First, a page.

The California State Teachers’ Retirement System has approved increases to its private markets allocations due, in part, to climate change: to mitigate the impact of climate change risks on its portfolio and to deploy more capital towards low-carbon assets.
CalSTRS, which reviews its asset class allocations every four years, held an investment board meeting last week to discuss and approve the changes. “This is the most important decision the board makes every four years,” said William Prezant, who chaired the investment board meeting.
The pension’s public equities bucket has been trimmed by 4 percent.
- 1 percent has been allocated to private equity.
- 1 percent has been allocated to ‘inflation sensitive’ assets – which will be invested in “infrastructure in particular… [where] we’re seeing a lot of opportunities for the low carbon future”, said Geraldine Jimenez, senior investment director at CalSTRS.
- 2 percent into fixed income, “including private credit and direct lending”, said Jimenez.
Here are some highlights from the board meeting.
Faith in fixed income
For the first time, CalSTRS’ asset allocation meeting included climate scenario analyses. Investment consultant Meketa showed the fund how physical and transitional risks could impact the volatility of the fund’s assets.
Meketa modelled the expected volatilities of CalSTRS’ portfolio for various asset allocation breakdowns under six different global transition scenarios between “no change to current global climate management policies”, “net zero by 2050” and a “disorderly transition”. “Equities, both public and private, are going to be more sensitive and volatile, whereas fixed income is going to be less volatile to climate management,” Meketa managing principal Mika Malone told CalSTRS’ board.
Sustainable private markets boost
CalSTRS has deployed $1.3 billion to low-carbon assets in private markets through its Sustainable Investment and Stewardship Strategies programme. The meeting did not include detail on the investments made by the SISS private markets programme. Several CalSTRS staff and advisers from Meketa noted that the portfolio asset allocation changes were, in part, intended to increase the SISS private markets investments.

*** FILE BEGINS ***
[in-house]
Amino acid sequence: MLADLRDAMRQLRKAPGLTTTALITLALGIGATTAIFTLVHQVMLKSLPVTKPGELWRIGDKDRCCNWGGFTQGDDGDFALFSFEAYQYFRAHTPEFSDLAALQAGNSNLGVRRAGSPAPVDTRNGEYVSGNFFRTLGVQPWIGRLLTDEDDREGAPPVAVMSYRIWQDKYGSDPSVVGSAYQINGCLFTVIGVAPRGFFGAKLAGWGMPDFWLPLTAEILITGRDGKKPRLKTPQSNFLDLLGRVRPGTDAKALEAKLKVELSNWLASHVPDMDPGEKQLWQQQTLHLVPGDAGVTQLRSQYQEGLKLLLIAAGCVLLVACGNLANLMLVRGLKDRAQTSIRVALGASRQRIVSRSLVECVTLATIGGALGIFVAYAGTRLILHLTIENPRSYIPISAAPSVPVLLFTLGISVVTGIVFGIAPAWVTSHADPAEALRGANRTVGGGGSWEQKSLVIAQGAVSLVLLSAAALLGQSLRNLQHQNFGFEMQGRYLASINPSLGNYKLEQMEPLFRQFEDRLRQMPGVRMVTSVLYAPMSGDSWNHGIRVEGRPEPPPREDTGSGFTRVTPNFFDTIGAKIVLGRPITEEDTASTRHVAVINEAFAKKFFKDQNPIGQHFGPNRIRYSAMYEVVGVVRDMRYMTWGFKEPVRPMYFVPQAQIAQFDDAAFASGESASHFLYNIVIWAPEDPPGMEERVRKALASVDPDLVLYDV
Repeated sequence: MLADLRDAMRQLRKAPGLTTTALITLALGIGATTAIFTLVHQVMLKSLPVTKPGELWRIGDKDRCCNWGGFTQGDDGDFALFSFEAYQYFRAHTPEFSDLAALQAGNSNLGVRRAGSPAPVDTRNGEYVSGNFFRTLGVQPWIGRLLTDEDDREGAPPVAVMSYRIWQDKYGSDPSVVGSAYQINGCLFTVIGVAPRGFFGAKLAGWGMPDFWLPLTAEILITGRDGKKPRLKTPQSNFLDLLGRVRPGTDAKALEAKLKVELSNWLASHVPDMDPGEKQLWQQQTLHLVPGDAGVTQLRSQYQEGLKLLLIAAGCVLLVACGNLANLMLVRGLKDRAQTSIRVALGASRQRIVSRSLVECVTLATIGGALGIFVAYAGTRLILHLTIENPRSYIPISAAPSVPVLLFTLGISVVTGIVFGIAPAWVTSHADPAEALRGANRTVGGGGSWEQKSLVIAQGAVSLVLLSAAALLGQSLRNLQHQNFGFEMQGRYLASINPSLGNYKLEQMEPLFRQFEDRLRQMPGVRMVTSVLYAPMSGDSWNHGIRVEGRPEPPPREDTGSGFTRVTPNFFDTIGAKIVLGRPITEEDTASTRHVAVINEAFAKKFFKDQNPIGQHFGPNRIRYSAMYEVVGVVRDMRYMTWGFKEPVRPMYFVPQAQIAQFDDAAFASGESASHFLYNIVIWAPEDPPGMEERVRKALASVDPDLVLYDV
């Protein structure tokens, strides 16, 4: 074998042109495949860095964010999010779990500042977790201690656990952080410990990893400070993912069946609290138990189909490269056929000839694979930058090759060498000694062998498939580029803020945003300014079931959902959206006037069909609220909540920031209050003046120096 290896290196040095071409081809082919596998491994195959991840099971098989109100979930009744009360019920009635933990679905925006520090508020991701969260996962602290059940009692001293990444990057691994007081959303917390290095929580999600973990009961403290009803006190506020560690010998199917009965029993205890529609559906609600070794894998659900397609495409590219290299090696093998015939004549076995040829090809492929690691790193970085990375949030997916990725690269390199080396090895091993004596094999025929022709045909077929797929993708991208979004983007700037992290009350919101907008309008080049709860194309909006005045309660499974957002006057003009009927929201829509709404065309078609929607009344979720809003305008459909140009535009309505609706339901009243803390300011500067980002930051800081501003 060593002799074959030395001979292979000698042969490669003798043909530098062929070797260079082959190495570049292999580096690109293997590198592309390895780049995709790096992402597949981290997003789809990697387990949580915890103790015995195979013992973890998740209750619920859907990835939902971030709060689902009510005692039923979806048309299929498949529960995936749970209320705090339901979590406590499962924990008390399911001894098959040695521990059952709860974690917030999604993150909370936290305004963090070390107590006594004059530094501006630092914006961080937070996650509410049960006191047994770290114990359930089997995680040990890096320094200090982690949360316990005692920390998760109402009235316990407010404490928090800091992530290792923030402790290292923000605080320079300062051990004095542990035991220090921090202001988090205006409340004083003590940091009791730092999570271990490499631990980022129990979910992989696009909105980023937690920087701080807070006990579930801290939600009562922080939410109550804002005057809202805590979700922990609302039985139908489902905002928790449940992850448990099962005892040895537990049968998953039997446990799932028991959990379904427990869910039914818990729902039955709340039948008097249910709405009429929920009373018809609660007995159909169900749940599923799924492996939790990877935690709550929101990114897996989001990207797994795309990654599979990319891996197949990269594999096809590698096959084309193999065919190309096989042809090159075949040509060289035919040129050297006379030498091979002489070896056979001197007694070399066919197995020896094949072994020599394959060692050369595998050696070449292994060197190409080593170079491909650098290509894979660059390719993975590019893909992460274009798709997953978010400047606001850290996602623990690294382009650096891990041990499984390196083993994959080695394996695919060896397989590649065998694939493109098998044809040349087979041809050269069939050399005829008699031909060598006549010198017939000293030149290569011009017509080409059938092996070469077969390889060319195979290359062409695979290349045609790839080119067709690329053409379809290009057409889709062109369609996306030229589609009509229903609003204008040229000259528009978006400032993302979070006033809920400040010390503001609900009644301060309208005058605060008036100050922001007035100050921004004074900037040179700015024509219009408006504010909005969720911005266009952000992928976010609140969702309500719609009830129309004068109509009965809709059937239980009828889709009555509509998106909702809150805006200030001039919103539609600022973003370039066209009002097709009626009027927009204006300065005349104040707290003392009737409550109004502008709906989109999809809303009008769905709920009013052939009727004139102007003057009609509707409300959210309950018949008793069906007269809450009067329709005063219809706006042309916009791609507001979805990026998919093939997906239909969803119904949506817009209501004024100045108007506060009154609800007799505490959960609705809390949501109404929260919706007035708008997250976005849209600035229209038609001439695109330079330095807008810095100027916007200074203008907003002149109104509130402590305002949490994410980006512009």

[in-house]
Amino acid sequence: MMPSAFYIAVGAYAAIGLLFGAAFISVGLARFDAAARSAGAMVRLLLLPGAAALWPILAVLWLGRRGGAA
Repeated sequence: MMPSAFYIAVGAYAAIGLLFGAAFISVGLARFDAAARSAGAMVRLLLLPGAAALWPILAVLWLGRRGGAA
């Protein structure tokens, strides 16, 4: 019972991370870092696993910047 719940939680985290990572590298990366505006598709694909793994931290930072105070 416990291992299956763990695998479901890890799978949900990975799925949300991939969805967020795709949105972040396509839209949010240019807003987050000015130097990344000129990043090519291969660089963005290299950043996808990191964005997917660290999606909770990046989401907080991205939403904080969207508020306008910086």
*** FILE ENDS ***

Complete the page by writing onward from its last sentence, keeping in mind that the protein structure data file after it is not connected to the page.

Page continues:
CalSTRS has created a climate-impact classification framework for its private markets portfolio. It is asking all its private fund managers to classify their assets as “Green” (low carbon), “Olive” (transitioning – “there’s carbon exposure, but that can be reduced”, said CalSTRS investment officer Brian Rice) or “Grey” (“high-carbon and probably going to stay that way”). CalSTRS has introduced this framework due to the lack of reliable emissions data in private markets. “Through this, we’re better able to understand our carbon exposure in the private markets and it will help support us in [making] future investments in green and olive assets going forward,” said Rice.
Not to slow, not too fast
CalSTRS has developed a “Transition Tracker” tool to better understand the shape and pace at which global markets are transitioning. “We really think we need to be mindful around how the transition is unfolding. We certainly don’t want to get behind, but we don’t want to get too far ahead,” said Rice.